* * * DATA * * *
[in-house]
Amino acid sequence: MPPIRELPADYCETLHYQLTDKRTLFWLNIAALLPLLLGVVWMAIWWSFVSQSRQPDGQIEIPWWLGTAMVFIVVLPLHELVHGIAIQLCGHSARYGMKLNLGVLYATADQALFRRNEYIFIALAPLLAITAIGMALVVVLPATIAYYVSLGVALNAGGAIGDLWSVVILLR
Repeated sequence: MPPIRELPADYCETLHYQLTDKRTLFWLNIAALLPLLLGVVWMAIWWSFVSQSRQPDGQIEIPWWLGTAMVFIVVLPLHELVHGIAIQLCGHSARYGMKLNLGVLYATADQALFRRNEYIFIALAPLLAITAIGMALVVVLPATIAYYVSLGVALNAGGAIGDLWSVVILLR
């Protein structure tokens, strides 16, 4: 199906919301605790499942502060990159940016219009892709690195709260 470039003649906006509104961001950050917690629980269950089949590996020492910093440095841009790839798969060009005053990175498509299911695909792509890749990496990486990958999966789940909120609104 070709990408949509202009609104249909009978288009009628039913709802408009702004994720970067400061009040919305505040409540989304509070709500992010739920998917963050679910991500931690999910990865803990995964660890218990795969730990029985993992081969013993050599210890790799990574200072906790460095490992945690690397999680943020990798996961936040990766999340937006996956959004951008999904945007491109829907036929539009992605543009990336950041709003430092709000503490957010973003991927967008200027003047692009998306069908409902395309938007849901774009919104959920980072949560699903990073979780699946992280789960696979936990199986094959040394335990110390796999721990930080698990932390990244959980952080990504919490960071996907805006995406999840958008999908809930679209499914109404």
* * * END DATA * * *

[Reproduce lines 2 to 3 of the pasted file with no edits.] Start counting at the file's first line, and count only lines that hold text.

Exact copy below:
Amino acid sequence: MPPIRELPADYCETLHYQLTDKRTLFWLNIAALLPLLLGVVWMAIWWSFVSQSRQPDGQIEIPWWLGTAMVFIVVLPLHELVHGIAIQLCGHSARYGMKLNLGVLYATADQALFRRNEYIFIALAPLLAITAIGMALVVVLPATIAYYVSLGVALNAGGAIGDLWSVVILLR
Repeated sequence: MPPIRELPADYCETLHYQLTDKRTLFWLNIAALLPLLLGVVWMAIWWSFVSQSRQPDGQIEIPWWLGTAMVFIVVLPLHELVHGIAIQLCGHSARYGMKLNLGVLYATADQALFRRNEYIFIALAPLLAITAIGMALVVVLPATIAYYVSLGVALNAGGAIGDLWSVVILLR